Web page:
KHAN NESHIN, Afghanistan -- We're with the 2nd Light Armored Reconnaissance Battalion in southern Helmand province, just 75 kilometers from Pakistan, in "battle space" that was the heart of Taliban territory until a few weeks ago. When these Marines fought their way into this dusty district capital in July, the Taliban were stunned. No Afghan government or coalition authorities had been here since 2002. Taliban leaders across the border in Pakistan told their minions to fight back. They did, and it was a terrible mistake. Scores of them died trying to stop the joint American/Afghan National Army troops from establishing a foothold here.
That there are any Americans this close to the Afghanistan-Pakistan border is a tribute to the remarkable Marines of this battalion and those who love them at home. From March through October last year, they were deployed in western Iraq, covering 50,000 square kilometers of trackless desert along the borders with Syria and Saudi Arabia. When they returned home to Camp Lejeune, N.C., Lt. Col. Tom Grattan took command of the battalion and began training for possible overseas commitment in November 2009. But in January, new orders came down: Ready two of the battalion's Light Armored Reconnaissance companies and a headquarters element for deployment to Afghanistan -- by May.
In a matter of weeks, the battalion reassigned Marines and sailors, extended duty tours, canceled transfers and postponed leave. By March, companies C and D and essential command, control, communications and logistics support contingents were at the National Training Center, in Fort Irwin, Calif., for six weeks of live-fire tactics, gunnery training and rehearsals in terrain similar to the terrain in Helmand province. Less than 70 days later, both companies, their light armored vehicles and half the battalion's Headquarters and Service Company -- more than 400 in all -- were in Afghanistan and ready for a fight.
They didn't have to wait long. Less than two weeks later, the 2nd Marine Expeditionary Brigade launched south from Camp Leatherneck on Operation Khanjar. The mission for the 2nd Light Armored Reconnaissance Battalion: Conduct a 230-mile movement to wrest this southern-most district of Helmand province from Taliban control.
Racing south across the desert to avoid IEDs on the dirt tracks that pass for roads, the Marines seized the ancient mud-walled fortress surrounding this district capital, raised the Afghan and American flags and set out to pacify the countryside. While hunting the Taliban, the battalion also built a combat base to protect a crucial Helmand River crossing point and named it Combat Outpost Payne for one of their comrades killed in action here in Afghanistan in 2004.
It worked. By the end of the month, exploiting intelligence developed by the Drug Enforcement Administration and confirmed by local informants, the battalion raided Safar Bazaar, seizing massive quantities of opium, homemade explosives, fuses and detonators for IEDs.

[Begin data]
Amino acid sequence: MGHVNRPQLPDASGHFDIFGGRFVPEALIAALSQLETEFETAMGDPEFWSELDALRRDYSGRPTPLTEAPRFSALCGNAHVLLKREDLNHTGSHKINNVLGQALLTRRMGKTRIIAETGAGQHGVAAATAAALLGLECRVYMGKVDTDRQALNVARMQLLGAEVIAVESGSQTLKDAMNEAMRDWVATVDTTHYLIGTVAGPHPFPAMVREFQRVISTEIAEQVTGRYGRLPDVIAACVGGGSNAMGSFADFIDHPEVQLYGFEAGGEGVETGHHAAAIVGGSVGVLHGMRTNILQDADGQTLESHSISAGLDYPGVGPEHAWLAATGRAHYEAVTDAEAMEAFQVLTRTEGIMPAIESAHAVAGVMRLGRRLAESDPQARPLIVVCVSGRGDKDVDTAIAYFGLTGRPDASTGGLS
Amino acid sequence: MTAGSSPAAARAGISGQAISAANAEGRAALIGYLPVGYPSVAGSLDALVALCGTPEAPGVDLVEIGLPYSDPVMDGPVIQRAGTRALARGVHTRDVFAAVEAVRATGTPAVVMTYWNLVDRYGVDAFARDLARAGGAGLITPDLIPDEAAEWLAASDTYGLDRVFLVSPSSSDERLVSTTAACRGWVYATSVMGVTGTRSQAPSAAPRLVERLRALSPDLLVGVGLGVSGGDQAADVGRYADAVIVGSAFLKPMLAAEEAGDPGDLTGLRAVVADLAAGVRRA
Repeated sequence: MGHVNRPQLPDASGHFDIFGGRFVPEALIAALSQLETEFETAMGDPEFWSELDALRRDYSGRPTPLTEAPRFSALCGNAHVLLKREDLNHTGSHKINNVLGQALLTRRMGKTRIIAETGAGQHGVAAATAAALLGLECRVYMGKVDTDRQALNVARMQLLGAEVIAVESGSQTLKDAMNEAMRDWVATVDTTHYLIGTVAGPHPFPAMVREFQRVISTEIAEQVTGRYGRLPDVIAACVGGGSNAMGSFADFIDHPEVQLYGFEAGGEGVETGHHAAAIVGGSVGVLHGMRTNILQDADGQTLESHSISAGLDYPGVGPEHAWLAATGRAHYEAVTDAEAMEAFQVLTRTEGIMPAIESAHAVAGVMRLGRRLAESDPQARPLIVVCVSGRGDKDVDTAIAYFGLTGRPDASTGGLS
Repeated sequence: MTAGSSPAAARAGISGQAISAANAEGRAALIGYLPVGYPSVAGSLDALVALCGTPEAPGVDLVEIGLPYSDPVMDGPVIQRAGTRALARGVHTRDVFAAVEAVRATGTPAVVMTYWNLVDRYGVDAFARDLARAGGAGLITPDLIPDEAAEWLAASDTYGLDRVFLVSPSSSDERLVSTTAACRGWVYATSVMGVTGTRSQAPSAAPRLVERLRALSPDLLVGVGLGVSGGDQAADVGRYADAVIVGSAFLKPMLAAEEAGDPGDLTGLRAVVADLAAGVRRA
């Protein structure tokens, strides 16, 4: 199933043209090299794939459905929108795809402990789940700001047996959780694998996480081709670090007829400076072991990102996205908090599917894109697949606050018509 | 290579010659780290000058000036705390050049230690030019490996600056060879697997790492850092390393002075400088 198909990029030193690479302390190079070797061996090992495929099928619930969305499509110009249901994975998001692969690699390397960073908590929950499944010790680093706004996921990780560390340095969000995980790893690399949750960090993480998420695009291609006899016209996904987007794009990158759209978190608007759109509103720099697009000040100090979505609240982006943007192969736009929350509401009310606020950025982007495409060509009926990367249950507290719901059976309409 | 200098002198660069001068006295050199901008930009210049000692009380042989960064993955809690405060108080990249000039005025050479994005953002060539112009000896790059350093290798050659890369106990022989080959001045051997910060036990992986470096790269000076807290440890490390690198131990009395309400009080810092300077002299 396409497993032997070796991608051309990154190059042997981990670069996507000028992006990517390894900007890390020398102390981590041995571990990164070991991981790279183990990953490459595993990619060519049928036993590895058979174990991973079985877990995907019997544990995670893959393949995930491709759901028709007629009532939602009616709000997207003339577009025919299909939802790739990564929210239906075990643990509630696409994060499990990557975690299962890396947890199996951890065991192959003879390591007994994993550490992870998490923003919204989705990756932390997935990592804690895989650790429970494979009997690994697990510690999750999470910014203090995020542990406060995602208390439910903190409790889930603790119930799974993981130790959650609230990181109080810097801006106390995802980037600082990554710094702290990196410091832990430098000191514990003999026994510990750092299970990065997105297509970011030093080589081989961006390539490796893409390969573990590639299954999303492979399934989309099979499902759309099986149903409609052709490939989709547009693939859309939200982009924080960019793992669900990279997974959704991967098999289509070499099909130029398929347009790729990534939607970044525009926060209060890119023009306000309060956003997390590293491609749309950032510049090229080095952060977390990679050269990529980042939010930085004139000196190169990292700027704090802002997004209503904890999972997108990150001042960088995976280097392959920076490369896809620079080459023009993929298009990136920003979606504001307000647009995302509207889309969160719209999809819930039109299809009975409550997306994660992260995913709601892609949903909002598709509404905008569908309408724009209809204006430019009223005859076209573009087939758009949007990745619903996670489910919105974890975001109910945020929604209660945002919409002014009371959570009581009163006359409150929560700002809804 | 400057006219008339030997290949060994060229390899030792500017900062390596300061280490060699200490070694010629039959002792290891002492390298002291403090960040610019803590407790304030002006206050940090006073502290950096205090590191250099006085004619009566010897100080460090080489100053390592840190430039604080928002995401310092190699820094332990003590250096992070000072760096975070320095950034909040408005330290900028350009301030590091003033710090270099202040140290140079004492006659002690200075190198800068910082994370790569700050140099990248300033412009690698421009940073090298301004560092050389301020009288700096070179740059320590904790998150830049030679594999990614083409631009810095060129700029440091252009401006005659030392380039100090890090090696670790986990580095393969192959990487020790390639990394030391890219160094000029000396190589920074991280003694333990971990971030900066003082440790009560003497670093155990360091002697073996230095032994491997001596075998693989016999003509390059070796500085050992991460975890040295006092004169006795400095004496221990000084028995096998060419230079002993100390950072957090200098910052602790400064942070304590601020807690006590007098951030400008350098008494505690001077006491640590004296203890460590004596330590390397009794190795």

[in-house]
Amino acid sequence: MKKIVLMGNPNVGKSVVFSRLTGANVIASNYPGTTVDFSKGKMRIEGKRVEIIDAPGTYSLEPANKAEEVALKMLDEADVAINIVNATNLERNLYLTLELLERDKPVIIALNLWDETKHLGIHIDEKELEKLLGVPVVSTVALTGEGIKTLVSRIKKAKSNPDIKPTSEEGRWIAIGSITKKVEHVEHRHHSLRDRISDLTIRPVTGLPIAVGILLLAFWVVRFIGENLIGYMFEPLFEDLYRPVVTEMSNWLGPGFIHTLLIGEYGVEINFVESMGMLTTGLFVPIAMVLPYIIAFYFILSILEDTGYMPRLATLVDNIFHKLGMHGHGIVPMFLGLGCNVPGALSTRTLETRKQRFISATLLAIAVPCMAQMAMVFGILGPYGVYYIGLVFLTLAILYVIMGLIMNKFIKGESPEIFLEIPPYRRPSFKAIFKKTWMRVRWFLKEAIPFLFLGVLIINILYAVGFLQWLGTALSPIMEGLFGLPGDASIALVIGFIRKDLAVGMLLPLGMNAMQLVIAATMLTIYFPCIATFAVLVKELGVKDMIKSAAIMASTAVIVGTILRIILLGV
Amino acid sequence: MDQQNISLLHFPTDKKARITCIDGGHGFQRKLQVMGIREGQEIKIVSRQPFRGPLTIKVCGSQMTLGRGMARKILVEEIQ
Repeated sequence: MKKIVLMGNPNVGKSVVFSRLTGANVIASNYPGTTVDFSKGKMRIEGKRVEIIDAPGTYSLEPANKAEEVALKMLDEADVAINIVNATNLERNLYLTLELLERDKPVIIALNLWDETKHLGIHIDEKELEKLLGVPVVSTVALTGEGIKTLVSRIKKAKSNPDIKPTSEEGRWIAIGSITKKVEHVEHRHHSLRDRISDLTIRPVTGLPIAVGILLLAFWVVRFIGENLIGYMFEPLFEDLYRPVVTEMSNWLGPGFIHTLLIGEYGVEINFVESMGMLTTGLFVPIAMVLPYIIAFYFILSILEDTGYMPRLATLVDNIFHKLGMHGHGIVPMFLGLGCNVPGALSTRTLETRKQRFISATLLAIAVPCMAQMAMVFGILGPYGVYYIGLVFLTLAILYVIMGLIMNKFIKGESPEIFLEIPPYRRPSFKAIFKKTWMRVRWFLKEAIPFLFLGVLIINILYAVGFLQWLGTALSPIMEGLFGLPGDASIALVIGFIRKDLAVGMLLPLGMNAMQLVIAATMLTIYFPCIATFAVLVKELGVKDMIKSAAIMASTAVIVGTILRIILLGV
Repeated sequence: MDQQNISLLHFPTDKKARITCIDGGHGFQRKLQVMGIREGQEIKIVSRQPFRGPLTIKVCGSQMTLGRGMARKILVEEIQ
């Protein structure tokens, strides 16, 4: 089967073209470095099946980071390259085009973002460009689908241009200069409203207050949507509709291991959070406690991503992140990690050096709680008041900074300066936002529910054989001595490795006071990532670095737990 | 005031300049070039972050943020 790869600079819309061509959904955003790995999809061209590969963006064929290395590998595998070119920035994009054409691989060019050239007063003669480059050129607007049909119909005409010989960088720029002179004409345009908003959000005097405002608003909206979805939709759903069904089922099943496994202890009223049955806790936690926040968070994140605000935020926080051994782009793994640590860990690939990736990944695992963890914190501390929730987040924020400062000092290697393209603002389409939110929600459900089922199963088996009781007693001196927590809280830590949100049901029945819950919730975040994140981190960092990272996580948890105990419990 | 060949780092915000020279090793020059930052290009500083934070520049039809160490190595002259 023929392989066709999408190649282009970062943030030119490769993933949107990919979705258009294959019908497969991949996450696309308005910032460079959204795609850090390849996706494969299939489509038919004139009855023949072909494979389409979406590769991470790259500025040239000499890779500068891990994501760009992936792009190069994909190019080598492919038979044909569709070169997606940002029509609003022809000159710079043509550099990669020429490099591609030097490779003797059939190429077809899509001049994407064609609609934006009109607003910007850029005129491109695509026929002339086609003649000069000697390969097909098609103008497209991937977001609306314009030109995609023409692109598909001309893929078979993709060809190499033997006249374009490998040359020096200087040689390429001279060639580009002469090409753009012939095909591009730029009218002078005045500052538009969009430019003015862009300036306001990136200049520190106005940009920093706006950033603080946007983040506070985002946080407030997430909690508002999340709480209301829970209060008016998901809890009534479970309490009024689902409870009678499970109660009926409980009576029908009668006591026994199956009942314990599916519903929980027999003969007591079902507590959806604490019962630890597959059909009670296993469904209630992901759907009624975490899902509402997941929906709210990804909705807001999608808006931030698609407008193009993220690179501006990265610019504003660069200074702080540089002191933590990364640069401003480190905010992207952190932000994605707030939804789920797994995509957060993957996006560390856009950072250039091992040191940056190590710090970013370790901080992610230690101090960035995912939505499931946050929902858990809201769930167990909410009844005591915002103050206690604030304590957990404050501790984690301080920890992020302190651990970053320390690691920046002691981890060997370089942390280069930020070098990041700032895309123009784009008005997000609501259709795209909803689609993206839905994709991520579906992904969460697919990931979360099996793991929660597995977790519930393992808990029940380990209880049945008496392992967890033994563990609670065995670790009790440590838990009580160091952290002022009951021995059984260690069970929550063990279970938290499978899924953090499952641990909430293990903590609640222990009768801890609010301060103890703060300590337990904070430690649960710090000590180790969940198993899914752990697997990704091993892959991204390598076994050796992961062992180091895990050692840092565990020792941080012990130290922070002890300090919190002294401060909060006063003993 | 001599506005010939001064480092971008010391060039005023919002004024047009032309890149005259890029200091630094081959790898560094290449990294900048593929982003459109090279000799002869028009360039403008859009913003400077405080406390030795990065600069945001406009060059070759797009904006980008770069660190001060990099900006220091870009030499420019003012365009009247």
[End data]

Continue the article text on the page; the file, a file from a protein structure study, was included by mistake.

In preparation for Afghanistan's presidential elections Aug. 20, the 2nd Light Armored Reconnaissance Battalion constructed new Afghan National Police stations and delivered humanitarian assistance provided by the United States Agency for International Development, a U.S. Army Psychological Operations unit and a "cash for work" program administered by Marine civil affairs personnel through the district governor. A day before the elections, local Afghans confirmed intelligence that the Taliban planned to launch an attack to disrupt the elections. The battalion launched a series of raids that night, targeting Taliban leaders in a half-dozen engagements -- killing more than 30 of the enemy without a single civilian or allied military casualty. The next day, residents peacefully cast their ballots.
Until the 2nd LAR arrived here, this part of Afghanistan was without any government or coalition presence since 2002. On July 4, with Brig. Gen. Lawrence Nicholson, commander of the Marine Expeditionary Brigade present, Afghanistan's national flag was unfurled, and Masood Ahmad Rasooli, a university-trained pharmacist in his late 20s, was installed as district governor. When I asked him this week whether he has been threatened, he shrugged and told me through a Marine interpreter, "Of course. That comes with the job."
Although he is young, Masood knows what is needed in this dusty, primitive area. "With irrigation, there are many crops farmers here can grow besides opium, but we must have roads to deliver produce to markets," he told me. He also knows that the Taliban told the people that the Marines would depart after the Aug. 20 elections. They didn't. Now the Taliban say that U.S. troops will leave after Ramadan is over, Sept. 20.
As I left him, Masood said: "We hope the Marines will stay until we have enough good (soldiers) and (police) here to protect the people. Otherwise, the Taliban will return, and the people will never have any schools, clinics or hope." It is a prophetic lesson that officials in Kabul and Washington ought to heed. Otherwise, this battle space once again will belong to those who hate America.